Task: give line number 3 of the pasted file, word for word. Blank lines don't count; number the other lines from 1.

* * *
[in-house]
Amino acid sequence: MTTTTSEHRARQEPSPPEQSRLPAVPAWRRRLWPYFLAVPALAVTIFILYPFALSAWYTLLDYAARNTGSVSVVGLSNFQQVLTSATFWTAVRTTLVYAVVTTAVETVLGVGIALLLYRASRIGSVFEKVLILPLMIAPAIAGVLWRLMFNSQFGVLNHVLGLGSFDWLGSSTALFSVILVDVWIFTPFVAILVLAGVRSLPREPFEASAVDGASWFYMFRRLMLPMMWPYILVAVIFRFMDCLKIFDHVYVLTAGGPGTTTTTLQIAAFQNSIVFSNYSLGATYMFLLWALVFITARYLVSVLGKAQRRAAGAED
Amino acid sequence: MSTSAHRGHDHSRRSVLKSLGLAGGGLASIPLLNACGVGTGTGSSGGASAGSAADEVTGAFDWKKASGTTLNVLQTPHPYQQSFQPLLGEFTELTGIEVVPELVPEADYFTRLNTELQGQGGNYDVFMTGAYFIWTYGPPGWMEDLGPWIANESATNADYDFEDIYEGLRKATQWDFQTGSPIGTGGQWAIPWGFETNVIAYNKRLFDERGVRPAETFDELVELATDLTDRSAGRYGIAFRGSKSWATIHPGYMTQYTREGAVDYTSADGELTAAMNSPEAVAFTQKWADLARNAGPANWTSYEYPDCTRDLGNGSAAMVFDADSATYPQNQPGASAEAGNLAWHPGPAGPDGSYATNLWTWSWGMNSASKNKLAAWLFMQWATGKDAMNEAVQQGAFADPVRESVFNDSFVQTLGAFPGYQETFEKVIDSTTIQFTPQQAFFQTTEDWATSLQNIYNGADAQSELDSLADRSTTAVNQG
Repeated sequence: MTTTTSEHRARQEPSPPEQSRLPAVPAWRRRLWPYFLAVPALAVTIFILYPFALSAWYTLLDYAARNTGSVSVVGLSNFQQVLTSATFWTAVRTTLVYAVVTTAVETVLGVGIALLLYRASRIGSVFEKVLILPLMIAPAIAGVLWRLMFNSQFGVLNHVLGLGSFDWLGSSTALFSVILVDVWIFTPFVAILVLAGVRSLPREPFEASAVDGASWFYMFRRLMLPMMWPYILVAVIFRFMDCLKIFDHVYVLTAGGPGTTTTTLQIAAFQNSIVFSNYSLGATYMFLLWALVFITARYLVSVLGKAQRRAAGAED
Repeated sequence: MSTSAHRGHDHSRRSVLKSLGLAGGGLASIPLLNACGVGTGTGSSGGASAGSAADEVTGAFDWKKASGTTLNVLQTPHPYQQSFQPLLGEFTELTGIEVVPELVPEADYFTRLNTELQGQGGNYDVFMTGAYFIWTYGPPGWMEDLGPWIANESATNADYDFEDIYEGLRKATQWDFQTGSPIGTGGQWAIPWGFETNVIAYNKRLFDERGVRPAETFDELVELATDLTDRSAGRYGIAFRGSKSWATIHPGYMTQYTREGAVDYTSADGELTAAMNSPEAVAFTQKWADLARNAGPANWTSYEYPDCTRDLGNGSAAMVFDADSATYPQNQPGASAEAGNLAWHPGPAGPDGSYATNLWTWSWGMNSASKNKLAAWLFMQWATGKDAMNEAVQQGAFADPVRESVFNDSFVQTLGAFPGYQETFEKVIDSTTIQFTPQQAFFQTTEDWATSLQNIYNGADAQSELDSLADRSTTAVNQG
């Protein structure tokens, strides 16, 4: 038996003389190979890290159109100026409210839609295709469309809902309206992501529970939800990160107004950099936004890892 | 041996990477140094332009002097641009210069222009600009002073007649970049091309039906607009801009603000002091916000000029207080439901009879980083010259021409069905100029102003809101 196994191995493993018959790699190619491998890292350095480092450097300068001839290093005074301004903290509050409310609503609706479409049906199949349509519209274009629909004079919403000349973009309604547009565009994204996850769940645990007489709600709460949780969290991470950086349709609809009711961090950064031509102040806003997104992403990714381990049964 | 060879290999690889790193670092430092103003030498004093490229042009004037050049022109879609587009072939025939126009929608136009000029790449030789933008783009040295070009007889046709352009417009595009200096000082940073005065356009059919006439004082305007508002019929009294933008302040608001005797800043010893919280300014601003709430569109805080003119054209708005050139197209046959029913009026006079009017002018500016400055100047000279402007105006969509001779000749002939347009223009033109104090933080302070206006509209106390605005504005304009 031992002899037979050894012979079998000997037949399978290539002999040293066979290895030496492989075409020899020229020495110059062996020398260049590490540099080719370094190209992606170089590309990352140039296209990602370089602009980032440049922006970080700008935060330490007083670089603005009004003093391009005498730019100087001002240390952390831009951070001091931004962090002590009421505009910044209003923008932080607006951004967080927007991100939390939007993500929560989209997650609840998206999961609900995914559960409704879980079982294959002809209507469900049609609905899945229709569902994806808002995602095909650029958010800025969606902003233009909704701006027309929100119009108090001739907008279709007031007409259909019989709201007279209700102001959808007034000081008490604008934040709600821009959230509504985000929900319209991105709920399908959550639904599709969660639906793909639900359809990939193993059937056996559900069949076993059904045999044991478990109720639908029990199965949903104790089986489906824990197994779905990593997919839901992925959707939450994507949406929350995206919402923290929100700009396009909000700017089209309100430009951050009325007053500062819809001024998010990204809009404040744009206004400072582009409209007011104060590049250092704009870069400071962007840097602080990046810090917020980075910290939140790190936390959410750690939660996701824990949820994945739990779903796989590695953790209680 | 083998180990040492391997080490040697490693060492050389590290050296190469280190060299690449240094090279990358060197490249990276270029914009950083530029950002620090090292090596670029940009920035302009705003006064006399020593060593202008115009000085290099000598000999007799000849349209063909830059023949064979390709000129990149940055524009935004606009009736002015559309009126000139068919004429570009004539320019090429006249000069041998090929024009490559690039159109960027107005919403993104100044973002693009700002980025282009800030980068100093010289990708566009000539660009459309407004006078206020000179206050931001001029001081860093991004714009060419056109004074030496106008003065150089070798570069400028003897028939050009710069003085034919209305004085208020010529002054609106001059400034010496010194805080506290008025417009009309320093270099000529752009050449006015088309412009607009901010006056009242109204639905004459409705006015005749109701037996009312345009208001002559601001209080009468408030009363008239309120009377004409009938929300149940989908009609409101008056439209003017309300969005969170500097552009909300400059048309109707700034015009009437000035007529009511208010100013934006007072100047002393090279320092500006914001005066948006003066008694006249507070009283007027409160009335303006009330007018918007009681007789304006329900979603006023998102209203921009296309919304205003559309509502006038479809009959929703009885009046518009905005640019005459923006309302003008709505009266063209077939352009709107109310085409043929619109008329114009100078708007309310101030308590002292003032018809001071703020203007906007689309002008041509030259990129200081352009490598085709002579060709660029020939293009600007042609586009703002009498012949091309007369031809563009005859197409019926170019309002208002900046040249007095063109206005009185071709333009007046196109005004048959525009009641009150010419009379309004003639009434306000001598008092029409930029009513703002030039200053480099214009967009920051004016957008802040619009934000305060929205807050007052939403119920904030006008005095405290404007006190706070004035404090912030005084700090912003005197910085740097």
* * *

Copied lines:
Amino acid sequence: MSTSAHRGHDHSRRSVLKSLGLAGGGLASIPLLNACGVGTGTGSSGGASAGSAADEVTGAFDWKKASGTTLNVLQTPHPYQQSFQPLLGEFTELTGIEVVPELVPEADYFTRLNTELQGQGGNYDVFMTGAYFIWTYGPPGWMEDLGPWIANESATNADYDFEDIYEGLRKATQWDFQTGSPIGTGGQWAIPWGFETNVIAYNKRLFDERGVRPAETFDELVELATDLTDRSAGRYGIAFRGSKSWATIHPGYMTQYTREGAVDYTSADGELTAAMNSPEAVAFTQKWADLARNAGPANWTSYEYPDCTRDLGNGSAAMVFDADSATYPQNQPGASAEAGNLAWHPGPAGPDGSYATNLWTWSWGMNSASKNKLAAWLFMQWATGKDAMNEAVQQGAFADPVRESVFNDSFVQTLGAFPGYQETFEKVIDSTTIQFTPQQAFFQTTEDWATSLQNIYNGADAQSELDSLADRSTTAVNQG